LISA GAY HAMILTON'S JOURNEY TO FUGARD
The Playbill cover for Valley Song, the Athol Fugard play that's been brought back by popular demand to the Manhattan Theatre Club bears a photograph of a young woman, Lisa Gay Hamilton, bursting with song, eyes half-shut, fists squeezed, her face radiant with pain, or laughter, or both.
It is, however, an artfully highlighted photograph that doesn't tell you how truly beautiful she is, this 32-year-old from Long Island playing a joyous, barefoot, irrepressible South African "colored" girl of 17 whose 76-year-old grandfather in the original run was portrayed by Valley Song playwright Fugard himself. The Playbill also, like much of the rest of the world, splits her name into three: Lisa Gay Hamilton.
"They won't listen to me," she says with a melting smile. "I've been pushing it together to encourage people to say it that way. My own mother won't do it." Lisa Gay's mother, Tina Hamilton, is assistant executive director of the Suffolk, L.I., office of Girl Scouts of America. So what does she call her daughter? " 'Lisa' or 'Hey!' "
The New York premiere of Valley Song, this past December and January, was on MTC's little Stage II. It's now been graduated, promoted, to the MTC Mainstage. Fugard having gone off to do the London production, the double role of a black grandfather and a white playwright much like Fugard will be in the hands of Marius Weyers. Lisa Gay Hamilton got the part of Veronica the way she got every job in the theatre she's ever had: auditioning. "I have never been given anything," she says matter-of-factly, taking a big healthy bite out of an apple. Looks at apple. "I even bought this myself. . . One day it'll come easy. But I'm not holding my breath for that either."
Actually, as she says in the next breath, she was given something. With this show, to which she gives so much, lots of things.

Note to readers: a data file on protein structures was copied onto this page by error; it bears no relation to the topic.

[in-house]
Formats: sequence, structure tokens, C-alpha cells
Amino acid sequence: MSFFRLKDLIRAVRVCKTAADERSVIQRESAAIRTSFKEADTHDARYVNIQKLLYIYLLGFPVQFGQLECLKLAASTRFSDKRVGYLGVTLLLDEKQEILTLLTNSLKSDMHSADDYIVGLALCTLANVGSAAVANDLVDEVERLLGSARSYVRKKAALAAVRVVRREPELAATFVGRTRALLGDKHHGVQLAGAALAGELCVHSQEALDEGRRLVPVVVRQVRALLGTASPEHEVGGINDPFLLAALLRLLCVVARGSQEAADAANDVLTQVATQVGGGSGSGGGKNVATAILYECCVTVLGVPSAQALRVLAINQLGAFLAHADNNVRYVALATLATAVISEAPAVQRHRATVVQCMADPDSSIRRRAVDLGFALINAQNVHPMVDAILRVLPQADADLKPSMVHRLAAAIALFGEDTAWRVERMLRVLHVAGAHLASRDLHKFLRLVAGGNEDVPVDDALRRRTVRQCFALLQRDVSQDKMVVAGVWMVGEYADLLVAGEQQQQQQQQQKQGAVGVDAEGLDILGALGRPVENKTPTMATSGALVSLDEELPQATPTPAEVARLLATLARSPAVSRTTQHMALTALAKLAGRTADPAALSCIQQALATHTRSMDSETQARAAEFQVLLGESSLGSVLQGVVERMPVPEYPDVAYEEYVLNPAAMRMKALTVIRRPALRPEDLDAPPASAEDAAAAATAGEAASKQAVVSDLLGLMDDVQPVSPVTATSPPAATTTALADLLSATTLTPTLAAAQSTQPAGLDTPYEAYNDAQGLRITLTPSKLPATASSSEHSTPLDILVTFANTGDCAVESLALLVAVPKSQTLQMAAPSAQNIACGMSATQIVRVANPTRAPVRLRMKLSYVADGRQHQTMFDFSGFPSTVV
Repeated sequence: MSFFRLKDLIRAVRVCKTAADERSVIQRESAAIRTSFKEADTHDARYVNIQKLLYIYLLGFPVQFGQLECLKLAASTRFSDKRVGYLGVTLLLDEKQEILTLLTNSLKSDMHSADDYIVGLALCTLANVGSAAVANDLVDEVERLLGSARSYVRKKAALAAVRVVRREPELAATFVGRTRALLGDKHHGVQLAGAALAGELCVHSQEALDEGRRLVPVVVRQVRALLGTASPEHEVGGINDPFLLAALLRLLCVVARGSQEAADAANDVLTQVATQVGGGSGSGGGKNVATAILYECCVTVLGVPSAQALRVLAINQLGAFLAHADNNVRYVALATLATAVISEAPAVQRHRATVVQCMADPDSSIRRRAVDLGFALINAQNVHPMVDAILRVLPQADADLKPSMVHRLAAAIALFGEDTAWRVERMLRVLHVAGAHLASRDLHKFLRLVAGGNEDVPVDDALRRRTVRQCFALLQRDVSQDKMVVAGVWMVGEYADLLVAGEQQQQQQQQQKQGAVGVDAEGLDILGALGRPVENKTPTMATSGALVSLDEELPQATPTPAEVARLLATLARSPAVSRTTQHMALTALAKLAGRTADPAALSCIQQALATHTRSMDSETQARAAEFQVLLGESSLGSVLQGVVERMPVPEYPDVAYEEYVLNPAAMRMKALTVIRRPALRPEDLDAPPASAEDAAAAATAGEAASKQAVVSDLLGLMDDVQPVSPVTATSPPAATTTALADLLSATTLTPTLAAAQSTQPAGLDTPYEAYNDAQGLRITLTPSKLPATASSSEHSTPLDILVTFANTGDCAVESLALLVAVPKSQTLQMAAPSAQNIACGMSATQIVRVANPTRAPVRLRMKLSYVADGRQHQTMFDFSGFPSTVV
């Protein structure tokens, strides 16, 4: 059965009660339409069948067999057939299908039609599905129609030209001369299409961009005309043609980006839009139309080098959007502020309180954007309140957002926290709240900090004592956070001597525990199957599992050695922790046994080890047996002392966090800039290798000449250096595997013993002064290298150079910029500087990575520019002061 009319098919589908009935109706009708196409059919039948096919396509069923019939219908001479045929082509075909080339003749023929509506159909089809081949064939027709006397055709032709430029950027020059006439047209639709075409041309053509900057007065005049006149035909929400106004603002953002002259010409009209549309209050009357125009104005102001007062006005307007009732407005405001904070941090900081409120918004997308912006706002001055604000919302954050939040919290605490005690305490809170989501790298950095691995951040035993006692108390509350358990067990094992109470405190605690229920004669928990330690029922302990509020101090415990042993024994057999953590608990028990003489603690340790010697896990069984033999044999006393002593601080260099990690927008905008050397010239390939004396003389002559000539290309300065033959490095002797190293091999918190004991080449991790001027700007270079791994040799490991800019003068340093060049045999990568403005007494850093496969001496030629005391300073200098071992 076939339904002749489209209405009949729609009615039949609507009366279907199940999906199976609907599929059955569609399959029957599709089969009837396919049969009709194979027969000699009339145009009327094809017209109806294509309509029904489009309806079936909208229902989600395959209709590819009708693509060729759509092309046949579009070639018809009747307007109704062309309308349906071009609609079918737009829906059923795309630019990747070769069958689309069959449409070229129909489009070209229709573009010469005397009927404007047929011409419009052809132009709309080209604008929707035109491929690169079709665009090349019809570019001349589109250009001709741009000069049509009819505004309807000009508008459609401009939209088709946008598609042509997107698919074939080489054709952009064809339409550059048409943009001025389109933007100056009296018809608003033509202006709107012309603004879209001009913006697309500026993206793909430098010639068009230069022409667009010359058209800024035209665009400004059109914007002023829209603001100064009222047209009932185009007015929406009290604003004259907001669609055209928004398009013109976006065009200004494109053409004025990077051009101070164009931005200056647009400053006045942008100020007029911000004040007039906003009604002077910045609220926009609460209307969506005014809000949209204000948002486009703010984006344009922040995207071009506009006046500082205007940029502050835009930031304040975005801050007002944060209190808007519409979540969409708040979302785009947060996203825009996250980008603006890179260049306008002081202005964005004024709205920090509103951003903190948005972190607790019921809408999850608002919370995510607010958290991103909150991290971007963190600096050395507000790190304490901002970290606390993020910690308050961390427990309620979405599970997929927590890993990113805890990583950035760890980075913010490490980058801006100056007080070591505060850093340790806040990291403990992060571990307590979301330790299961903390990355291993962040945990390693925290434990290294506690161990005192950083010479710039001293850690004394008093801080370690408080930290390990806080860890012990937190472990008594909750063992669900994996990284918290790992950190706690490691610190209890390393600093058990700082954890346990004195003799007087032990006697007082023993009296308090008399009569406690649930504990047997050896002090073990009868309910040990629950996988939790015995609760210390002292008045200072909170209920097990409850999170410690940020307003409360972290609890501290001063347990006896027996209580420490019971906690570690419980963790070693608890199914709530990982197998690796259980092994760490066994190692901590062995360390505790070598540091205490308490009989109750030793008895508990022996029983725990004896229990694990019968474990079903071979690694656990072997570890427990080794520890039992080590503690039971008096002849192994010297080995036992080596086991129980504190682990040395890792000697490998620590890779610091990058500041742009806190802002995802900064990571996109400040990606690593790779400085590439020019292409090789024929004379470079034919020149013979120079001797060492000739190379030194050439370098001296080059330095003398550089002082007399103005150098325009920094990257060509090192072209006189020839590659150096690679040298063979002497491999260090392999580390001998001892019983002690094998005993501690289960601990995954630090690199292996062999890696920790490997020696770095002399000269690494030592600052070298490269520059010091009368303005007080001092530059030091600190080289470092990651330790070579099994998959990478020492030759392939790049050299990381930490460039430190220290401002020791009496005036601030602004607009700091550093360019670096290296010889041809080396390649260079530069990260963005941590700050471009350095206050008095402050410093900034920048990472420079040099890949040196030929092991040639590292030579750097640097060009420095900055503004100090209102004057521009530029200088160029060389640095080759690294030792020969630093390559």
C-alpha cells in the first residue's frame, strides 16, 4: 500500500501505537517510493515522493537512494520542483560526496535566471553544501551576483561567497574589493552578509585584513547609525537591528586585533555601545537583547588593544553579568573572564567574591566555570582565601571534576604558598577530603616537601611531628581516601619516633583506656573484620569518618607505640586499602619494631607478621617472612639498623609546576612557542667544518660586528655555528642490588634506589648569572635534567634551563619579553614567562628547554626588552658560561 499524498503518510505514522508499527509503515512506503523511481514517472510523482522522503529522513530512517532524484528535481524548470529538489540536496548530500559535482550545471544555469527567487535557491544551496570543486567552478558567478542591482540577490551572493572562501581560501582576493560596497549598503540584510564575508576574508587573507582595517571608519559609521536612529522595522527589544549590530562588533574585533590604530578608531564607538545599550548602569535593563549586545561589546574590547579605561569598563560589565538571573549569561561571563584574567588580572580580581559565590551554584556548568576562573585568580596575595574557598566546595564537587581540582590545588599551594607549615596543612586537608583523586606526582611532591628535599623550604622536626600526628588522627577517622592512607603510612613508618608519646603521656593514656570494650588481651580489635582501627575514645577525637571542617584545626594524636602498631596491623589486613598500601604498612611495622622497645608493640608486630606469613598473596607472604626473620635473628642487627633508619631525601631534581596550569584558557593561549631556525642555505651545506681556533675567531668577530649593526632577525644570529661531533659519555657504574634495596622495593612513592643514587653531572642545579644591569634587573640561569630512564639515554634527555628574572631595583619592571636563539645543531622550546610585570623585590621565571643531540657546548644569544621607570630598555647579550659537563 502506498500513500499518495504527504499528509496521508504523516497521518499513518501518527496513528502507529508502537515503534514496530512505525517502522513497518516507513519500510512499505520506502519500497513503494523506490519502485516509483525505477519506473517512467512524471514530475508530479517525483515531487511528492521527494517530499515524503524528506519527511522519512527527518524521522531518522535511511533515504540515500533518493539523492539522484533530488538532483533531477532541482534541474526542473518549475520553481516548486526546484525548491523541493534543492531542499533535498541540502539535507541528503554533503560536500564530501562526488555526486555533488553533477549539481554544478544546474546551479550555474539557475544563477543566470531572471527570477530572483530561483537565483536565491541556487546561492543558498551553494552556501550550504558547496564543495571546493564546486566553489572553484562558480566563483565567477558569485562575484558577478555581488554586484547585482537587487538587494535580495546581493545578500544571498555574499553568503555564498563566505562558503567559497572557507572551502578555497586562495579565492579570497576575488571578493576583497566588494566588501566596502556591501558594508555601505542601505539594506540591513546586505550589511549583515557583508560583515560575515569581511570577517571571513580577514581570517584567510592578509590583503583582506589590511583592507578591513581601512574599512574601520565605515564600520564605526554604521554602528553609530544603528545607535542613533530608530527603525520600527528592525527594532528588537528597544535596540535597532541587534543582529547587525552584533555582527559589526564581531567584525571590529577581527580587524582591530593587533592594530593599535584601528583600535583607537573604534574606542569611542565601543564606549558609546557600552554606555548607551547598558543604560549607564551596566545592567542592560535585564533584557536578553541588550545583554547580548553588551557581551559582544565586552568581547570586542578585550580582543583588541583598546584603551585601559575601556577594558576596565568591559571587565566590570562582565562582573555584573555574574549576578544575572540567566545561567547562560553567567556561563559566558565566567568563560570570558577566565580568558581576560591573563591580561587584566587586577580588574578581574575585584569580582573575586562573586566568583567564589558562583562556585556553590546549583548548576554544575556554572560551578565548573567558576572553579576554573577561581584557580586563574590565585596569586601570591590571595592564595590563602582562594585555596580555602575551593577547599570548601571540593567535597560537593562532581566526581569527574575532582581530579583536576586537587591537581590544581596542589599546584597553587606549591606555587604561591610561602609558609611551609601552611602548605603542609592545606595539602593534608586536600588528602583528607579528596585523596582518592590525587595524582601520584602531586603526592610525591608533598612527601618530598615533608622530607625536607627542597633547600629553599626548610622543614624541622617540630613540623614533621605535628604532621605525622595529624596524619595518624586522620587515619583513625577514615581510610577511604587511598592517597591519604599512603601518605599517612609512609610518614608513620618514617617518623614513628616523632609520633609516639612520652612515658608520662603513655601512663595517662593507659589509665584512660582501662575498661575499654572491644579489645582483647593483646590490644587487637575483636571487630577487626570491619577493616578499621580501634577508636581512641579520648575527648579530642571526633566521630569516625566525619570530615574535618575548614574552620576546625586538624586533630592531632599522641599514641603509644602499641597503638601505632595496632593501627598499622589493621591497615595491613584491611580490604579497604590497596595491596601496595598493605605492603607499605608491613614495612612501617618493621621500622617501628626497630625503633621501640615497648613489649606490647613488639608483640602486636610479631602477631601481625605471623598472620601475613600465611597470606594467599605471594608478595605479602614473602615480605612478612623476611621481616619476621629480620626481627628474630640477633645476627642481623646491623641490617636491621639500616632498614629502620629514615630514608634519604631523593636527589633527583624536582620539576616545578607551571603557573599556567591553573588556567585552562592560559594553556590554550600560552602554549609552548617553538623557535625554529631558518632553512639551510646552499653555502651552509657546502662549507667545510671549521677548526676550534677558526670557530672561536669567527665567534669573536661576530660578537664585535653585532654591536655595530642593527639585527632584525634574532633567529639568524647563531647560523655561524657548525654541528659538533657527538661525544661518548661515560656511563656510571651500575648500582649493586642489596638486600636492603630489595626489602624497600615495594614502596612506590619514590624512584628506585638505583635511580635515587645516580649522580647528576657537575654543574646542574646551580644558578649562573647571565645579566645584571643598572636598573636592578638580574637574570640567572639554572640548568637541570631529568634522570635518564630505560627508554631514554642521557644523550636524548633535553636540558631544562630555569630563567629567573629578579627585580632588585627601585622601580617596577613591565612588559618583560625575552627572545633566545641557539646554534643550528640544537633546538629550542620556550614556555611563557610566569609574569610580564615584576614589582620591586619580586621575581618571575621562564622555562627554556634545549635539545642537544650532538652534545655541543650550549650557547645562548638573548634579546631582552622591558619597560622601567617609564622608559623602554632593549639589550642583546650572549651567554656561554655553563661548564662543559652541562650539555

When she went to her first audition for Valley Song, a little less than a year ago, she had never met Fugard. "I'd seen MASTER HAROLD . . . and the boys, but the bulk of his work I had not read or seen." She'd brought in a monologue, as per request, ten lines she'd found about a child "who throws a spool of thread down a hill," but first Fugard asked her just to sit and chat with him about herself, her family, her beliefs.
"There is an aura that really shines around him. You can't help but be charmed by that, persuaded by that. The wonderful thing about the audition and the callback is that I felt good about me. Here was a person who never questioned my ability, never questioned my intelligence. And this has been true from that first day until we closed [the Stage II run] on January 21."
After the first audition she was sent a script. "I took a look, called my agent and said: 'There's been a terrible mistake. I don't sing. This is a musical. There are seven songs.' He said: 'Lisa, just go in and do it.' " Her agent must have known something. Nobody who ever sees Valley Song will soon forget Lisa Gay Hamilton's golden glow with those seven songs that come out of the soul of Veronica Jonkers, the 17-year old who swears: "You will never see me on my knees scrubbing a white man's floor" as, against her grandfather's plea, she heads off to break into show business in Johannesburg.
More gifts. "When I got the part, Athol said: 'By the way, if you can manage to get an airplane ticket, come to South Africa.' I thought he was kidding. But he wasn't. The fare was $1,800 or $1,900. I went to various foundations. None of them, no one, would lend me the money. No one. But I have a very loving sister"attorney Heidi Hamilton-Caldwell"who made it possible. Then, later, something amazing happened. The McCarter Theatre [in Princeton, N.J., where Valley Song tried out pre-New York] reimbursed me. I cried. No one had ever done that before."
In Nieu-Bethesda, the tiny village in the Karoo desert region of South Africa, Lisa Gay Hamilton soaked up everything she could about the real life Veronica, who was not on the scene, having in fact gone off to Johannesburgwhere, Lisa Gay was told, Veronica is currently working as a domestic.
"Athol had said: 'Don't think you're coming to South Africa to become Veronica. You are Veronica.' " Bite of the apple. "I think the fact that she dreams of being a singer exemplifies the dreams of any oppressed person."
Are you oppressed, Miss Hamilton?
"Oh, of course." When, where, how?
Her smile. "Every day I wake up and walk down the street."
As a black person? Or as a woman?
The smile breaks into a laugh. "I wouldn't give one a gold medal over the other." In actual fact, in the fifth grade at North County Elementary School, Stonybrook, L.I., the father of the boy who was the Tony to her Maria in West Side Story stormed into rehearsals to shout: "My son will not be in a play with a nigger."
That was a long time ago, just like apartheid. Valley Song is now.
-- By Jerry Tallmer